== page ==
Vienna, December 2018
In recent decades, there has been frequent discussion of the “correct” way to organise and manage municipal water supply and sanitation. This discussion has been supplemented by a number of scientific studies and various political initiatives (e.g. regarding competition and procurement law).
Around fifteen years ago, a comparison of water management systems in Europe was produced by Schönbäck et al. (2003), investigating municipal water supply and sanitation systems using a variety of criteria and indicators.
Since this study, there have been developments both with regards to further market liberalisation and privatisation as well as a rise in re-municipalising public utilities as part of public infrastructure.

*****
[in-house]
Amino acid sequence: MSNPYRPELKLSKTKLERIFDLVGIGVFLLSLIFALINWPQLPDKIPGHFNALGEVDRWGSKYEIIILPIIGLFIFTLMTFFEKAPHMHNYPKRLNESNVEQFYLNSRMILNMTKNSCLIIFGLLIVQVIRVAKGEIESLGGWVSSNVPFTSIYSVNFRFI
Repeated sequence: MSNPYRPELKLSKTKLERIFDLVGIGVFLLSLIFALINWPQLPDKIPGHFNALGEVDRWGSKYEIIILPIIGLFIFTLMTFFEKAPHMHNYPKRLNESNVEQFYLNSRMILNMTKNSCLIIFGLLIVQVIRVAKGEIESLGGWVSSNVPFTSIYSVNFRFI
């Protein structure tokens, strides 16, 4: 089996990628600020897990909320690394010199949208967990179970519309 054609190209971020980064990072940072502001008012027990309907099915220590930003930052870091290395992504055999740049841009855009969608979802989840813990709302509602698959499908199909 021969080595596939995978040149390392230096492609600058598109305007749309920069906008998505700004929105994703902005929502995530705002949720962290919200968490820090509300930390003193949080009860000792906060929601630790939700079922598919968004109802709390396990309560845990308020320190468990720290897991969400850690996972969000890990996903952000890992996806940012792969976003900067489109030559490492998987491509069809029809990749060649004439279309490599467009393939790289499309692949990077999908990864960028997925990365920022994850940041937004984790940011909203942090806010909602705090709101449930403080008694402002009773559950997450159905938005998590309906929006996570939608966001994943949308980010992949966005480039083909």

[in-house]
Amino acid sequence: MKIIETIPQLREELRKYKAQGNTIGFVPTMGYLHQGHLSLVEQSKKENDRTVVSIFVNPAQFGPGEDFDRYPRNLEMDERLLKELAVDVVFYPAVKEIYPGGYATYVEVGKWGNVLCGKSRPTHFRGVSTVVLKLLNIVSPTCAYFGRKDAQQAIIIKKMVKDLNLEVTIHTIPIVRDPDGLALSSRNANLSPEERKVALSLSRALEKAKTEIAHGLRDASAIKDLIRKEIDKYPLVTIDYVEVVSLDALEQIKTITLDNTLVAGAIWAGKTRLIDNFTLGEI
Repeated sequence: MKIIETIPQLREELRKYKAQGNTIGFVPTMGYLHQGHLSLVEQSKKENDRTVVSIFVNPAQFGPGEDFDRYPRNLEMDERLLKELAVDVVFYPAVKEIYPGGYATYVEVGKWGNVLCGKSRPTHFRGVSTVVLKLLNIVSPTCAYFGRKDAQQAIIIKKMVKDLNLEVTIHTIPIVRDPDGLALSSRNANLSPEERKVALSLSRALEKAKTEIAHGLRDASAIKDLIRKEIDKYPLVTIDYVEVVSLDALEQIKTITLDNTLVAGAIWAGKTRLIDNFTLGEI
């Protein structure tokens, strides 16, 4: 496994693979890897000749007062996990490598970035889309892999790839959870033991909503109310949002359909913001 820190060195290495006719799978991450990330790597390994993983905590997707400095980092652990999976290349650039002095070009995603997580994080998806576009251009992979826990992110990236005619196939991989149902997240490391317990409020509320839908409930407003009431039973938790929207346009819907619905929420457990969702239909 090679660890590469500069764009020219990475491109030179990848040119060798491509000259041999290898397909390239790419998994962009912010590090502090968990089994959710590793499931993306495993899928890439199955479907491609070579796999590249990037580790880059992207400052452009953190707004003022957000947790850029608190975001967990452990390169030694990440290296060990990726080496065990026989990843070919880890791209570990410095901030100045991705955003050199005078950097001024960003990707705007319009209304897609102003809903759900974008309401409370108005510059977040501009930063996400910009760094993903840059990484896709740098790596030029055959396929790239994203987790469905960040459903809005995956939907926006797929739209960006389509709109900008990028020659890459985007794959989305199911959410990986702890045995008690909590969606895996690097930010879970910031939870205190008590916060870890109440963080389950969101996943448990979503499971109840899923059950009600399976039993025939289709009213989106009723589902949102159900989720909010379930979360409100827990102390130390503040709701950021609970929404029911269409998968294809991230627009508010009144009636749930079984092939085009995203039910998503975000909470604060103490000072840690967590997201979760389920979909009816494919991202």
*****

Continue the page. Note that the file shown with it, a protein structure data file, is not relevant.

The current study also presents a comprehensive comparison of six selected Europe an systems (Germany, England/Wales, France, Austria, Portugal and Hungary). Its purpose is to analyse water management systems and address the questions of whether one particular system for organising these systems should be favoured over any other in order to improve sustainability (from an environmental, economic and social standpoint) and, if so, which criteria or indicators should form the basis of such a policy.